by ANGEL CALDERON
Australian universities have once again performed well in the Shanghai Rankings’ Global Ranking of Academic Subjects (GRAS). This is the fifth edition of the expanded ranking, which now covers 54 subject areas and is based on bibliometric data from Clarivate’s Web of Science.
Out of the 36 Australian universities included in the rankings, 29 have at least one subject area in the world’s top 100. Overall, there are 876 instances in which Australian universities are listed. 35.5 per cent are ranked in the world’s top 100, compared to 34.1 per cent in 2020 and 34.9 per cent in 2019. This is a positive trend for Australian universities given the intense global competition that we see, particularly in the research space.
Whilst there is not an Australian university which tops in any of the subject rankings, are greater proportion are included in the higher bands (e.g. top 100) and fewer in the lower bands (e.g., top 500 there or 401-500).
Number of times listed
There are 16 Australian universities which are listed more than 25 instances in the subject rankings. UNSW has the highest number of listings across 52 subjects and is followed by Uni Melbourne (50) and Uni Queensland (49). It is not surprising that all Go8 universities are listed the most frequently.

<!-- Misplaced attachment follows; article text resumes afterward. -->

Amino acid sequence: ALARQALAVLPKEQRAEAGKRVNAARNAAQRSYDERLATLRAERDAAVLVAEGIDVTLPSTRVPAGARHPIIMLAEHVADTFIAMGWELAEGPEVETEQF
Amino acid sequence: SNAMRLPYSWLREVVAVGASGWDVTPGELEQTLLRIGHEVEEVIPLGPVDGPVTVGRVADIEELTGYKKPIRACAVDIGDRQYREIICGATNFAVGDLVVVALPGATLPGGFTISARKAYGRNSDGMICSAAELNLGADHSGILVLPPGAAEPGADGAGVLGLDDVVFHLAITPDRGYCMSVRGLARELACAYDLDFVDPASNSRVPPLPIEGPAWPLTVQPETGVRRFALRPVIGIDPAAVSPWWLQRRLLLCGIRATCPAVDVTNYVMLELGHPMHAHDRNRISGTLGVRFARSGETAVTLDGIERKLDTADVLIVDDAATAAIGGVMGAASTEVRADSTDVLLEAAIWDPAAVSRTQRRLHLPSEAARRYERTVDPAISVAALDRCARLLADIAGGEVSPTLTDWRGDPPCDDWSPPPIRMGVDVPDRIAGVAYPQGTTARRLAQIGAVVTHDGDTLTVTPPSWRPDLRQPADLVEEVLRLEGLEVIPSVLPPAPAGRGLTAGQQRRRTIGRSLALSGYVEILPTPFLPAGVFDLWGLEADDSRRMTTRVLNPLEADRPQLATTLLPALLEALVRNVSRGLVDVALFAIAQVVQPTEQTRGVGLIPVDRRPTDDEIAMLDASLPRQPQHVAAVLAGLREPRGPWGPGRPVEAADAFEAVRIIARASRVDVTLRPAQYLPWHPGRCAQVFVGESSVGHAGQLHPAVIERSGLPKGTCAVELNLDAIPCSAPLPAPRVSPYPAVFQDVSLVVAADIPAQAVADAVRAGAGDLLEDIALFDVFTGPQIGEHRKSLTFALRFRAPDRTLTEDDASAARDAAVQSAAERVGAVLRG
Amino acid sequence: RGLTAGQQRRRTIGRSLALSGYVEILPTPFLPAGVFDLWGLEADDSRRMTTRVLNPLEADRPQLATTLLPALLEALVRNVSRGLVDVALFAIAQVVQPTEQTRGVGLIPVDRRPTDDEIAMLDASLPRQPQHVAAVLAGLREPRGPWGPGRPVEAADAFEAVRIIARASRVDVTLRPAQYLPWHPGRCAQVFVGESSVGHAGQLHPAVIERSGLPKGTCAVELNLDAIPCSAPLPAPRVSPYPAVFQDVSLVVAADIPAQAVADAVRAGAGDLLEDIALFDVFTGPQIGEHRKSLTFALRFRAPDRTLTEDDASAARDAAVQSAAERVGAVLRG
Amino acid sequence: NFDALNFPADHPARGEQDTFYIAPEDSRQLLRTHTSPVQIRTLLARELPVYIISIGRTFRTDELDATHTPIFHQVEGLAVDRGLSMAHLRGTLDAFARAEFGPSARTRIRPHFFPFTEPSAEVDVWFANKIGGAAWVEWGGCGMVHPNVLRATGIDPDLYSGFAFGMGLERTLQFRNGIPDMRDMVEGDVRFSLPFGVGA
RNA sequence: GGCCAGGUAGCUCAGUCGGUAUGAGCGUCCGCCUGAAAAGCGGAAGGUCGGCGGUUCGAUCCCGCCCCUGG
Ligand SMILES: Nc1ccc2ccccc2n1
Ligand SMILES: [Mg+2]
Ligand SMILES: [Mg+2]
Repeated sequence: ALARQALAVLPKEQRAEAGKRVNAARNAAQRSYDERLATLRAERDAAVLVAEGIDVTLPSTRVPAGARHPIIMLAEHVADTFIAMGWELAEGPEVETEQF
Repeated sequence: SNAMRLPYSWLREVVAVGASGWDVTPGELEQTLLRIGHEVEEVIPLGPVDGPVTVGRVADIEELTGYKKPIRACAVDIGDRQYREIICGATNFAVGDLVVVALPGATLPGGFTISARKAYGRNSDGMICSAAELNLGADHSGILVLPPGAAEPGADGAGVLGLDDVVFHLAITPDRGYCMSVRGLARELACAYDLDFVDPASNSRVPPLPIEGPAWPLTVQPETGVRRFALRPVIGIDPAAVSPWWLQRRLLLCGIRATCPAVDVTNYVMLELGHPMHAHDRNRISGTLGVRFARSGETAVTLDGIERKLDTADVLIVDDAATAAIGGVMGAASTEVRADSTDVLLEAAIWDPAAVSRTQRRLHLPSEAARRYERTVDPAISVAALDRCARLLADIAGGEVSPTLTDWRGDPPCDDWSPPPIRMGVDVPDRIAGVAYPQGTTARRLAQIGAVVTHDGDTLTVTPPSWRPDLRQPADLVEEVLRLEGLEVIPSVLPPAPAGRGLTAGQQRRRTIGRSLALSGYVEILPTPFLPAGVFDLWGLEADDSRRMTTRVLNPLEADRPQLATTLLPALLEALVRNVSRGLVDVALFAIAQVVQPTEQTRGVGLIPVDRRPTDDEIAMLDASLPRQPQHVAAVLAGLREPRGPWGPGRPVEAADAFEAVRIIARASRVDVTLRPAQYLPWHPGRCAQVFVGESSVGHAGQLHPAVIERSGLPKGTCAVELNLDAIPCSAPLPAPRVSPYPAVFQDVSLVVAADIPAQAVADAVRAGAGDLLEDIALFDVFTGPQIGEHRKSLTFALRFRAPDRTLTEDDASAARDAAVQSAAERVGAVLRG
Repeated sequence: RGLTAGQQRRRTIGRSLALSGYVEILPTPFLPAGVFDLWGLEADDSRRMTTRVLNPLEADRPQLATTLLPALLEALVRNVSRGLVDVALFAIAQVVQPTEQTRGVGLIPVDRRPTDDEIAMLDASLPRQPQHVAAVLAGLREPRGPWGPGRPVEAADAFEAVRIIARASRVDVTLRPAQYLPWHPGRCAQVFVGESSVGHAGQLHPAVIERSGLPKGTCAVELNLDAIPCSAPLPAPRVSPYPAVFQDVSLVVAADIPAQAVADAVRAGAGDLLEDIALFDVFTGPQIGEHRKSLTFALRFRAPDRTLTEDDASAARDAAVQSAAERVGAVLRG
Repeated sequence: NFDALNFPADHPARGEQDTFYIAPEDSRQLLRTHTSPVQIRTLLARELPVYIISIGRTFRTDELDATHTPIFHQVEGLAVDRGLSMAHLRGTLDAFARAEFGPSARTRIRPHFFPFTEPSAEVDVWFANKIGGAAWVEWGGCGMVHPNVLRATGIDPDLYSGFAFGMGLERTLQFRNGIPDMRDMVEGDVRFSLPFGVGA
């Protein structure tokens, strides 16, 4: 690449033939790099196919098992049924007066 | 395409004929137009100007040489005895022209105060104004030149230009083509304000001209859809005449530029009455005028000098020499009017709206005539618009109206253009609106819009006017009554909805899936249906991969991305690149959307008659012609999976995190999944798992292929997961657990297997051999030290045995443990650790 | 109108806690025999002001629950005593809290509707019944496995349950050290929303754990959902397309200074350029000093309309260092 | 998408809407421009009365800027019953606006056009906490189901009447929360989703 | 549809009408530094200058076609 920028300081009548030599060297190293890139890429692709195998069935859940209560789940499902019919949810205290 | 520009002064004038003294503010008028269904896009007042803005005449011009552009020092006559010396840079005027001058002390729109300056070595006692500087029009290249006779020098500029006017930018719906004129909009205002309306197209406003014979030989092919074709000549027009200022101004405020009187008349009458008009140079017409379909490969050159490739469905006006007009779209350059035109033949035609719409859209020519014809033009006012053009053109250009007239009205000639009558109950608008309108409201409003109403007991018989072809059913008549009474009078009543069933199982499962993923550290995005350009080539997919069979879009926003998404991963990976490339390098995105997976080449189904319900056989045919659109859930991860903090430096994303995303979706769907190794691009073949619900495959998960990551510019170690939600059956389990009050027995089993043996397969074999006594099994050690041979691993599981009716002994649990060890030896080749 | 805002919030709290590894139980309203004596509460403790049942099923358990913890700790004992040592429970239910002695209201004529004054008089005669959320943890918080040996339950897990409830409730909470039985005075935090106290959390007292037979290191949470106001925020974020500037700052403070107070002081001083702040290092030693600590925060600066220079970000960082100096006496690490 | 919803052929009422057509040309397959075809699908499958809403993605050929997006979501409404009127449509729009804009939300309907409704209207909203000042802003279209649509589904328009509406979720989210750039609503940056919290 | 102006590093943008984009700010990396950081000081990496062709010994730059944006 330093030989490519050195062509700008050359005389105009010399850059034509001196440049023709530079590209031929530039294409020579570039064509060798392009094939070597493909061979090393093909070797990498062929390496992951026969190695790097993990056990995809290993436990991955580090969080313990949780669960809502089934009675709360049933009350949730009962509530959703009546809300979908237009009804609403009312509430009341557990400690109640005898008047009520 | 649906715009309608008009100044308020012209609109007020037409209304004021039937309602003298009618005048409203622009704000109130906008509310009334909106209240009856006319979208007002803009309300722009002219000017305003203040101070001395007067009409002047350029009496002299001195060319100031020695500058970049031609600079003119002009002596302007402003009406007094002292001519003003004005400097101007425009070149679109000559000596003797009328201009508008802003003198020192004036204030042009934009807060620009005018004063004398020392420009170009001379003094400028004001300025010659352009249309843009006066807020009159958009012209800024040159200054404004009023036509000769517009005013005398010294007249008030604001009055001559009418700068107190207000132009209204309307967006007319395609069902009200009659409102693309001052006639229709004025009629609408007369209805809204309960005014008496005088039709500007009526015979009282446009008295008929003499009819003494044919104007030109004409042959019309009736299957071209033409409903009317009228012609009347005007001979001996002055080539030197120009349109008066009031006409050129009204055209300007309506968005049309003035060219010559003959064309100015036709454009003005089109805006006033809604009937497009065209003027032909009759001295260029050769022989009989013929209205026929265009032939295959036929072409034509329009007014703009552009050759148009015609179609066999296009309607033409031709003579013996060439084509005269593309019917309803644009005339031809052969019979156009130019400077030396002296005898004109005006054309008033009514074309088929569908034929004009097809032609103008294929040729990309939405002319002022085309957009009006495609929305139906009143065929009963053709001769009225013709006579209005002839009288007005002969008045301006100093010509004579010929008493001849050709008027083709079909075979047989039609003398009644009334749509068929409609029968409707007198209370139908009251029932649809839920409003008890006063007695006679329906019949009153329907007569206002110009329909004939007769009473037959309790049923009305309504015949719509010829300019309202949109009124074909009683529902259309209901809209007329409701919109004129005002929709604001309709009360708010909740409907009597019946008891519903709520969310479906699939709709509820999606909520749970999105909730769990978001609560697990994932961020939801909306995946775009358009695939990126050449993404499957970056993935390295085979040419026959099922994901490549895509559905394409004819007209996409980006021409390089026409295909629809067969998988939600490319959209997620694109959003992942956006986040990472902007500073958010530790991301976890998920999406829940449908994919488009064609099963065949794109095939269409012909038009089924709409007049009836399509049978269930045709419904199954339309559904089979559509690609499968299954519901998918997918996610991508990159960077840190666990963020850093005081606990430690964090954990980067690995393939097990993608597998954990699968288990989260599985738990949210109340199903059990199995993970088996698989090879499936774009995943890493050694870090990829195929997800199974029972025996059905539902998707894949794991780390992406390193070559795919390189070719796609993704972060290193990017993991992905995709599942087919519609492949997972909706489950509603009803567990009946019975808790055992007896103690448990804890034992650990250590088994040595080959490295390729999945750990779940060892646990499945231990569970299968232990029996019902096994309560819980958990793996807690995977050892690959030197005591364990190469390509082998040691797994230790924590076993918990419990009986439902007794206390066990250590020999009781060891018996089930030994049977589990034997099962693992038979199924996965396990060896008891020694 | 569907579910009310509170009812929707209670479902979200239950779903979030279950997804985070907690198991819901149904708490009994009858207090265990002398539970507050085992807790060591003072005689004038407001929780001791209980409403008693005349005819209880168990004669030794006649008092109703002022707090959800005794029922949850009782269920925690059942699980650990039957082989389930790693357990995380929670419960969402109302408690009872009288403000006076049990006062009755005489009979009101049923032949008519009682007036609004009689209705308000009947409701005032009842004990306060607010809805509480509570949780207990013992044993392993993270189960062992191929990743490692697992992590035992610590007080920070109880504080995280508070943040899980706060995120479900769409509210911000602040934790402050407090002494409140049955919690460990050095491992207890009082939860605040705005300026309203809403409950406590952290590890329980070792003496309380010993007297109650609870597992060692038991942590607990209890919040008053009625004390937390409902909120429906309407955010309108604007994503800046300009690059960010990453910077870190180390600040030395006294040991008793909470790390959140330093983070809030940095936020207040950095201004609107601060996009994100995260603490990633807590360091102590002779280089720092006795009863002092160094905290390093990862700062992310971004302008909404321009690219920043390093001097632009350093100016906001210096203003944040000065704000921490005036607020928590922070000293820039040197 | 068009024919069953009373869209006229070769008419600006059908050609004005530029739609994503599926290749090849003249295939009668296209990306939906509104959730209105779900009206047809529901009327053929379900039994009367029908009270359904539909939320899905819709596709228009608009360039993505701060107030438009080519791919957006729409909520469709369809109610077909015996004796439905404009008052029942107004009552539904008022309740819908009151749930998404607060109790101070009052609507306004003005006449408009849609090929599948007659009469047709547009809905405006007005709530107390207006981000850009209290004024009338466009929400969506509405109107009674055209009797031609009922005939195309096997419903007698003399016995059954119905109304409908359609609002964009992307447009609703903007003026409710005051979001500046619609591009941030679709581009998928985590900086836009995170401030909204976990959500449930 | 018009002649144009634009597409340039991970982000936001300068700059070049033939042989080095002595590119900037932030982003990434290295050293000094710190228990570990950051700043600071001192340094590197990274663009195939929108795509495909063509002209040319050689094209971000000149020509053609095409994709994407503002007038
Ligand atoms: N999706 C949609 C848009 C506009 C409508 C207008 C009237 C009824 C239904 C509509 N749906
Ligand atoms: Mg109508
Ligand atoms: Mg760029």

They are followed by a group including QUT, UTS, Curtin U , Griffith U, RMIT, DeakinU, Uni Wollongong, and Uni Newcastle.
Year after year these universities have continued to cement their overall presence across all subject areas.
Whilst UNSW has the highest proportion of its subject listings in the top 50 with 36.5 per cent, followed by the Uni Queensland with 30.6 per cent, Uni Melbourne has the highest proportion of its listings in the top 100 (i.e. band range from 1-100). 76 per cent of Melbourne’s listings are ranked in the top 100.
Seven Go8 institutions, as well as UTS, have the highest proportion of their listings at above the national average (35.5 per cent). UWA (35.0 per cent) and Uni Tasmania (33.3 per cent) are within relative proximity to the national average.